In 1956, Shockley also made what now seems to be that inevitable trek back west, to the Northern California of his youth. But the Palo Alto of the 1920s, the little farming town in the bosom of the Valley of the Heart’s Delight, had changed. It wasn’t known as Silicon Valley yet (the term was coined in 1971), but it was already the home of Hewlett-Packard, the informational technology company founded by two Stanford graduates, Bill Hewlett and David Packard, in a Palo Alto garage in 1939. Indeed, that one-car garage is now an official Californian Historical Landmark, with a plaque celebrating it as the ‘Birthplace of Silicon Valley’.
Shockley would, no doubt, have disagreed. His goal, on returning to Palo Alto, was to set up what he called the Shockley Semiconductor Laboratory, the first establishment working on silicon semiconductor devices. The Nobel prize winning scientist wanted to become the start-up entrepreneur. His ambition was to design and manufacture the silicon chips that would transform the Valley of the Heart’s Delight into Silicon Valley.
And it was then, in the fateful year of 1956, that Shockley’s life took a funny turn. If a Hollywood screenwriter was writing the plot, Shockley would have become an early version of that iconic contemporary figure – a brave and brilliant entrepreneur who transforms their technical wizardry into billions of dollars. But history – real-life history, that is – isn’t written by Southern Californian screenwriters. In 1956, the law of unintended consequences kicked in and Shockley’s algorithm of personal agency went ingloriously haywire.
There was, in fact, another William Shockley who existed in parallel, or perhaps in opposition, to the scientific genius. This was a devil of a fellow, cursed by a hateful ego and temper. As a young man, he was so prone to violent tantrums that his family exiled him to a military academy in Los Angeles. Things didn’t get much better as he grew up. At Bell Labs, he was so unpleasant to work with that John Bardeen and Walter Brattain essentially boycotted him after 1951. Shockley returned the compliment, complaining publicly that neither Bardeen nor Brattain deserved the Nobel Prize because, he claimed, they had contributed nothing to the invention of solid-state technology.
Founded by a psychotic egoist, it’s no surprise that Shockley Semiconductor Laboratory, the tech company that Shockley believed would change the world, turned into the Titanic of start-ups. By 1957, eight of the senior people he had personally recruited quit because they found working for him intolerable, and launched a rival semiconductor company, Fairchild Semiconductors.
Among these eight young technologists were the two Intel co-founders, Gordon Moore (the man behind the eponymous Moore’s Law, concerning the doubling of chip power every 18 months) and Robert Noyce, as well as Eugene Kleiner, the co-founder of Kleiner-Perkins, the first venture capital fund. These eight men were the crème-de-la-creme of a nascent American techno-financial intelligentsia whose ideas, companies and capital would transform the analogue twentieth into the digital twenty-first century. And they all refused to work for a tyrant like William Shockley.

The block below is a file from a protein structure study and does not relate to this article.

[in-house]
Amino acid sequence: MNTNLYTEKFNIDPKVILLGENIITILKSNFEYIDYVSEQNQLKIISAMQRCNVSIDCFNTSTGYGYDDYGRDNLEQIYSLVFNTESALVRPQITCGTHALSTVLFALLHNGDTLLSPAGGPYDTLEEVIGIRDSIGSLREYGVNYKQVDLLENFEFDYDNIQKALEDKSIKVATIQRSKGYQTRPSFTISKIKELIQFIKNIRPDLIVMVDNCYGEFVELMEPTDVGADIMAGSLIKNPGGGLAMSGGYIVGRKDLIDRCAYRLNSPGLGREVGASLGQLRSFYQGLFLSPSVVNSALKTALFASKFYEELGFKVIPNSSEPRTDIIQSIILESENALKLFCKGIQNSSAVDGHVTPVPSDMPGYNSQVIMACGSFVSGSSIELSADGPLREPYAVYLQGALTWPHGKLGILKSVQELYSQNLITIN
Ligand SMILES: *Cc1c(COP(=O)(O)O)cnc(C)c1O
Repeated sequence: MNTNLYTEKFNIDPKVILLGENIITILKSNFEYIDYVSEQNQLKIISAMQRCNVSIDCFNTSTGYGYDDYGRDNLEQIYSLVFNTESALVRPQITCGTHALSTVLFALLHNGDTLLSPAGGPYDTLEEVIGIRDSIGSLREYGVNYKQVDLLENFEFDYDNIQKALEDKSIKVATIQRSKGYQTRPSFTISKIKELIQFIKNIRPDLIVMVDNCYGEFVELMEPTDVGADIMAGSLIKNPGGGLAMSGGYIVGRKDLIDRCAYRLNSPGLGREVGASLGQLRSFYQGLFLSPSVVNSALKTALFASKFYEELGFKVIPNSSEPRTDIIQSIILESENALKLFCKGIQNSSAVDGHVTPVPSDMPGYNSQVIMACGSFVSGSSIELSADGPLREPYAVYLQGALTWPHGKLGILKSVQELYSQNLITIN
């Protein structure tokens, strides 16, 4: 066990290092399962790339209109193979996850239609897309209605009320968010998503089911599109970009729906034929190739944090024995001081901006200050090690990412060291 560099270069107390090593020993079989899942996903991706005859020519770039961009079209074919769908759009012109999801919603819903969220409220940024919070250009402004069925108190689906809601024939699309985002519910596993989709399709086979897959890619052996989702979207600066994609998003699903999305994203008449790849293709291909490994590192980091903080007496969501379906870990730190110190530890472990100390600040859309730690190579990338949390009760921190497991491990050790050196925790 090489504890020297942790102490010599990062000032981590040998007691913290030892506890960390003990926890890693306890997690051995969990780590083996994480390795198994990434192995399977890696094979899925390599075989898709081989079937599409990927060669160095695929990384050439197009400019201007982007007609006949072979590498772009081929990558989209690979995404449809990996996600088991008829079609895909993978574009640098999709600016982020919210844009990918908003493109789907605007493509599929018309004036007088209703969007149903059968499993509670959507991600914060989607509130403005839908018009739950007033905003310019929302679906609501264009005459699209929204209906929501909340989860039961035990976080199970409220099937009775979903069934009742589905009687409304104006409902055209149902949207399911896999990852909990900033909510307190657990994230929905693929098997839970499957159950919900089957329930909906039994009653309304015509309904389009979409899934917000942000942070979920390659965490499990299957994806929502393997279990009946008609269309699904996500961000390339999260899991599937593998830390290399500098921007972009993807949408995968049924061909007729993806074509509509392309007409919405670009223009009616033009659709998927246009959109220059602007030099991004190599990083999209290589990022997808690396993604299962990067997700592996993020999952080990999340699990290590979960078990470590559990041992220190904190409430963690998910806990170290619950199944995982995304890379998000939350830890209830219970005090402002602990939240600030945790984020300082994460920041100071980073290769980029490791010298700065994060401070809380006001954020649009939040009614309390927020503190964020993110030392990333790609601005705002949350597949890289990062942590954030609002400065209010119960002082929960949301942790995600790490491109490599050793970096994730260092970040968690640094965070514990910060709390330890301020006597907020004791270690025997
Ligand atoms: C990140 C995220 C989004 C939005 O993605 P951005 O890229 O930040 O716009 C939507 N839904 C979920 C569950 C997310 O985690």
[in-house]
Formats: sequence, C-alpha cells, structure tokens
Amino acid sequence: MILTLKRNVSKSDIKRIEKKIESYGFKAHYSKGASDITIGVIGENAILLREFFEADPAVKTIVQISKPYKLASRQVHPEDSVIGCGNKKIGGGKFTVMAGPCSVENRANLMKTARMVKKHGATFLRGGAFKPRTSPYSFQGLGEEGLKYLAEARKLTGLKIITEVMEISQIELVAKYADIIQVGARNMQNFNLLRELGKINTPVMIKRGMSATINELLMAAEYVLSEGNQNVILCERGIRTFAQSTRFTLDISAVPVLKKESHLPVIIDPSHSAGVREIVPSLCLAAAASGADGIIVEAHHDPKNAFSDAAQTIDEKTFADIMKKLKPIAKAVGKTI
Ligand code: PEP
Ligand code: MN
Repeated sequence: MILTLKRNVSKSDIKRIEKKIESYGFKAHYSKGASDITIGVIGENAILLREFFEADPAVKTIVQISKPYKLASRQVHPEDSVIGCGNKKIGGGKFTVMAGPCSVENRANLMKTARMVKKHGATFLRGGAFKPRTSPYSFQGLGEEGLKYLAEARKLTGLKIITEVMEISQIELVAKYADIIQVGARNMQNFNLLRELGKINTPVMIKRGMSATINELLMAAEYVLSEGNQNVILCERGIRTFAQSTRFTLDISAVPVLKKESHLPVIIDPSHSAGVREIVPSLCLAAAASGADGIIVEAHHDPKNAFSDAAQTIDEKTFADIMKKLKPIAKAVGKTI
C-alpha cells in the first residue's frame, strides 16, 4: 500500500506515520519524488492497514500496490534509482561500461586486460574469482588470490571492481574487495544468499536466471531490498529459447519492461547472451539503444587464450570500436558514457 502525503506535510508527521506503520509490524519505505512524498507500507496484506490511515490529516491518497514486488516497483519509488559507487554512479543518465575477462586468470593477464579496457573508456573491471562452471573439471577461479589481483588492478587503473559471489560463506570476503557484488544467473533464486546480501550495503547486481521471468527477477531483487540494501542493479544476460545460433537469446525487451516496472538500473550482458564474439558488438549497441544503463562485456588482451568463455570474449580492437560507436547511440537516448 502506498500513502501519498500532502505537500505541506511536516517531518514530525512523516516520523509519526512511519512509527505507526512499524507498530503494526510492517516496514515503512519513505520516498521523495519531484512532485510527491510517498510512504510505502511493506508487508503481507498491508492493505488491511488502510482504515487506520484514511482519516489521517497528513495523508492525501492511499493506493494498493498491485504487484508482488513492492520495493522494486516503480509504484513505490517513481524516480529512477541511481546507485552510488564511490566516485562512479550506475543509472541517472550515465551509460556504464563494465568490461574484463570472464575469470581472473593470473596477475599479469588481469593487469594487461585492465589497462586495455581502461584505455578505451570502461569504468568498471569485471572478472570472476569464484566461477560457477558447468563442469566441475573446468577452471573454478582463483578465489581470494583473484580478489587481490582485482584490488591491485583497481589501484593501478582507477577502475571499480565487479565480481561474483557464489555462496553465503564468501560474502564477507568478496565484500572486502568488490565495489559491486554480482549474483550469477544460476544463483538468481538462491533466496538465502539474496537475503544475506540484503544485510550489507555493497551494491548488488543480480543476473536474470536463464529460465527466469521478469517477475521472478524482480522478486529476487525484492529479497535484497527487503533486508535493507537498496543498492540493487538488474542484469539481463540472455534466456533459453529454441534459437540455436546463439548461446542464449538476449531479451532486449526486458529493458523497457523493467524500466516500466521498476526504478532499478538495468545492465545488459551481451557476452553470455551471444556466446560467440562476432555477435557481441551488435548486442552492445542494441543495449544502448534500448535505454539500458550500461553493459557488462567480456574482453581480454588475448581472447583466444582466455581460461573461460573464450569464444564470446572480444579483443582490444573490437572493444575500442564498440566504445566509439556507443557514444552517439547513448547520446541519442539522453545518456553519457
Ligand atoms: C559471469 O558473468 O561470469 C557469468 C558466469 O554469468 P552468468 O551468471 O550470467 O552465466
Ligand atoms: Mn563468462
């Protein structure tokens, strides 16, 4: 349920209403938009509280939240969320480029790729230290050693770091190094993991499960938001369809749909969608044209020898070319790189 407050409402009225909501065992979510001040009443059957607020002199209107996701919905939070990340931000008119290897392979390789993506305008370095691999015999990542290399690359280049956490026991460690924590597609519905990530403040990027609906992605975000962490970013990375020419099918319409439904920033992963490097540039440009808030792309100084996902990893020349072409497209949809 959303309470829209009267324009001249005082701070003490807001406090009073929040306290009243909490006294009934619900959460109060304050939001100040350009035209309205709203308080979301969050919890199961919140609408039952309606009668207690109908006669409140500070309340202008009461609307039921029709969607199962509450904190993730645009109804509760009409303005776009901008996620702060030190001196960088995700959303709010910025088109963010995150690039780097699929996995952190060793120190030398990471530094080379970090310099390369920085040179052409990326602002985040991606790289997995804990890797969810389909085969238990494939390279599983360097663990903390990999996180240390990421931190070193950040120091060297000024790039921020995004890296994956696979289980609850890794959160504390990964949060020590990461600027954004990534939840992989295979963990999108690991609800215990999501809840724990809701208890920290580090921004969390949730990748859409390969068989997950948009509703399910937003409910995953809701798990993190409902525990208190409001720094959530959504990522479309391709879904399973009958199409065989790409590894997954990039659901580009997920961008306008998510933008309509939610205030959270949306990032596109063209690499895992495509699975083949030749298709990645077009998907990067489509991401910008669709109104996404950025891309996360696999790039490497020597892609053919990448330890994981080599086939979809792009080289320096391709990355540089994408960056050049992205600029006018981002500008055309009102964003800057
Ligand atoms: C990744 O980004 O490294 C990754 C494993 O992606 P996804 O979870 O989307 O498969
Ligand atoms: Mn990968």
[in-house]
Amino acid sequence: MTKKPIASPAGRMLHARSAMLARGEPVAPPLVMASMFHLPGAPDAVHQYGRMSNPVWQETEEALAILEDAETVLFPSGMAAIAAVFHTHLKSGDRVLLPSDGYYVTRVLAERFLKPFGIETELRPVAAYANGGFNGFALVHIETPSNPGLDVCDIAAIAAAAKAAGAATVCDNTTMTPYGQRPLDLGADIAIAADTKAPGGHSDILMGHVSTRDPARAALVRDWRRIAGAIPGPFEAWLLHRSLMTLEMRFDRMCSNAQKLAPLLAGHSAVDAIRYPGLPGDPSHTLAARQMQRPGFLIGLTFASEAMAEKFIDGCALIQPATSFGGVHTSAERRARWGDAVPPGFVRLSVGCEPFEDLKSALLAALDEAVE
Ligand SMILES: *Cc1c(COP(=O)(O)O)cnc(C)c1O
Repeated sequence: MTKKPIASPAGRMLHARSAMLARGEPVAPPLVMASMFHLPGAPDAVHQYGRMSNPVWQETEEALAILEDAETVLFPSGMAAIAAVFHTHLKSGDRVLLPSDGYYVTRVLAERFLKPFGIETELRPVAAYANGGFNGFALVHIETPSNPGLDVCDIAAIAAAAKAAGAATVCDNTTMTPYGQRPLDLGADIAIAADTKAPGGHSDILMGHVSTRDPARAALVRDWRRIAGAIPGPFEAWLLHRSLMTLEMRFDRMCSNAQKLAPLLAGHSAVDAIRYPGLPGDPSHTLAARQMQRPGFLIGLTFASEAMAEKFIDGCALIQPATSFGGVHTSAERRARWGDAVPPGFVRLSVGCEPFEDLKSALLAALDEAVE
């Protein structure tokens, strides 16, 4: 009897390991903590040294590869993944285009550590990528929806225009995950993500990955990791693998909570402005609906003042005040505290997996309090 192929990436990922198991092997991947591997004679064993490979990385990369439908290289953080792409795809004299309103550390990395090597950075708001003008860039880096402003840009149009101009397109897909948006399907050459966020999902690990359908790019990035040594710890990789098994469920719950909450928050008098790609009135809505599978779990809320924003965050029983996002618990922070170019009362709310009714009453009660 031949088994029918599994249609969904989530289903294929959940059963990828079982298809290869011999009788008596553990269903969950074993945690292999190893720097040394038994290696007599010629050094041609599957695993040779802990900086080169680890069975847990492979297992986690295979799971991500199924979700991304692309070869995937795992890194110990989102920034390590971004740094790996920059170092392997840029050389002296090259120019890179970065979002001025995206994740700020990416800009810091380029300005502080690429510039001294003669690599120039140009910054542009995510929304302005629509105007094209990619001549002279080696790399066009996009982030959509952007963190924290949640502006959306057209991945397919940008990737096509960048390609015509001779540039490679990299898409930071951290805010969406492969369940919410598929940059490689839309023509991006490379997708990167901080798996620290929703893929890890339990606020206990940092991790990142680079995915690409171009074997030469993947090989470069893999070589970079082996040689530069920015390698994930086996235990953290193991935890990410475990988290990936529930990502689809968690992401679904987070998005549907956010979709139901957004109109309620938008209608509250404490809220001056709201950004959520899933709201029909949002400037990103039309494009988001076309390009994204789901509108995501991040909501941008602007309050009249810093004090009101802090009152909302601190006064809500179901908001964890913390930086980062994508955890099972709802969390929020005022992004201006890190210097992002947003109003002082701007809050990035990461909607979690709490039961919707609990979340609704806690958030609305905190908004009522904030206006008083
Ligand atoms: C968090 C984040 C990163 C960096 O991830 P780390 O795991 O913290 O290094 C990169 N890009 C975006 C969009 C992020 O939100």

The tone-deaf Shockley accused them of being ‘traitors’. Ironically, these Fairchild co-founders are now popularly eulogised as the legendary ‘traitorous eight’ who essentially incubated Silicon Valley. Among the so-called ‘Fairchildren’ – the tech companies spawned by Fairchild Semiconductors – are the chipmakers Intel and AMD. Without the Fairchildren, there would be no Apple, no Microsoft, no Google, no Facebook, no internet, no Tesla, no Uber, no iPhones, and no iPads.
‘Shockley is the man who brought silicon to Silicon Valley’ some have argued. But it was the deliciously unintentional result of his psychosis that brought silicon to Silicon Valley. For all of us, as the beneficiaries, it was a miracle; for Shockley, though, totally isolated and humiliated after 1956, it was a nightmare.
So, what became of him after the demise of Shockley Semiconductor Laboratories? The Nobel Prize winning physicist joined Stanford University where, between 1963 and 1975, he was a professor of electrical engineering. And at Stanford he became a more and more outspoken proponent of eugenics, the supposed ‘science’ that ranks the genetic quality of different racial groups. By the end of his life, he had become such a universally mocked figure that the academic psychology journal Intelligence ranked him as the second-most ‘controversial’ (that is, hated) researcher in history.
In 1956, William Shockley was about to change the world. A year later, he had become a ridiculous and ridiculed footnote to history. This zig-zag of a life should be a lesson to today’s Silicon Valley tech titans, whose hubris sometimes might be said to rival that of Shockley.